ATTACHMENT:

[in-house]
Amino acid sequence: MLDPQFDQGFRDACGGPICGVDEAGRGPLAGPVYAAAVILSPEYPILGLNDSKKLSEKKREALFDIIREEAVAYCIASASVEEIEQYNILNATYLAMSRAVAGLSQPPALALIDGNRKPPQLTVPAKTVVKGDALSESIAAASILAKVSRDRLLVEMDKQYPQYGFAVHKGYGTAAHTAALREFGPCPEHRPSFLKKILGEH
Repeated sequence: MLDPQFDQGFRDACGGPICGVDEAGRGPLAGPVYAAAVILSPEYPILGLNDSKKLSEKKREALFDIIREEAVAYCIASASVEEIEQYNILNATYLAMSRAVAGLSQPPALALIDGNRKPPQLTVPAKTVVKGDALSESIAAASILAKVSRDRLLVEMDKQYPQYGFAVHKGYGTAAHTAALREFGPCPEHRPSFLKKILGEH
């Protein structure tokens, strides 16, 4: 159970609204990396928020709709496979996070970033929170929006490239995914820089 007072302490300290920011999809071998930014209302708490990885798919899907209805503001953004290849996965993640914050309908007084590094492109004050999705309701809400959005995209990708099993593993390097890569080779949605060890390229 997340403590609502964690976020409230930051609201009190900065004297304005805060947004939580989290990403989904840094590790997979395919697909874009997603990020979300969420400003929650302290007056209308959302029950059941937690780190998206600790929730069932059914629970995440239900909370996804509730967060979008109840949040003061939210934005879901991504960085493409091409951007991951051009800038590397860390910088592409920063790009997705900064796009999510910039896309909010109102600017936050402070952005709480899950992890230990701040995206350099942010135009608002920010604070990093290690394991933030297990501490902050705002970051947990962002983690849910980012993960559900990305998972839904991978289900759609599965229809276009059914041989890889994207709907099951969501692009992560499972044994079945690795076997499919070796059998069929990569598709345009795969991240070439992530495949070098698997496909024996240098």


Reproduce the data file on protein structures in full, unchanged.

[in-house]
Amino acid sequence: MLDPQFDQGFRDACGGPICGVDEAGRGPLAGPVYAAAVILSPEYPILGLNDSKKLSEKKREALFDIIREEAVAYCIASASVEEIEQYNILNATYLAMSRAVAGLSQPPALALIDGNRKPPQLTVPAKTVVKGDALSESIAAASILAKVSRDRLLVEMDKQYPQYGFAVHKGYGTAAHTAALREFGPCPEHRPSFLKKILGEH
Repeated sequence: MLDPQFDQGFRDACGGPICGVDEAGRGPLAGPVYAAAVILSPEYPILGLNDSKKLSEKKREALFDIIREEAVAYCIASASVEEIEQYNILNATYLAMSRAVAGLSQPPALALIDGNRKPPQLTVPAKTVVKGDALSESIAAASILAKVSRDRLLVEMDKQYPQYGFAVHKGYGTAAHTAALREFGPCPEHRPSFLKKILGEH
């Protein structure tokens, strides 16, 4: 159970609204990396928020709709496979996070970033929170929006490239995914820089 007072302490300290920011999809071998930014209302708490990885798919899907209805503001953004290849996965993640914050309908007084590094492109004050999705309701809400959005995209990708099993593993390097890569080779949605060890390229 997340403590609502964690976020409230930051609201009190900065004297304005805060947004939580989290990403989904840094590790997979395919697909874009997603990020979300969420400003929650302290007056209308959302029950059941937690780190998206600790929730069932059914629970995440239900909370996804509730967060979008109840949040003061939210934005879901991504960085493409091409951007991951051009800038590397860390910088592409920063790009997705900064796009999510910039896309909010109102600017936050402070952005709480899950992890230990701040995206350099942010135009608002920010604070990093290690394991933030297990501490902050705002970051947990962002983690849910980012993960559900990305998972839904991978289900759609599965229809276009059914041989890889994207709907099951969501692009992560499972044994079945690795076997499919070796059998069929990569598709345009795969991240070439992530495949070098698997496909024996240098």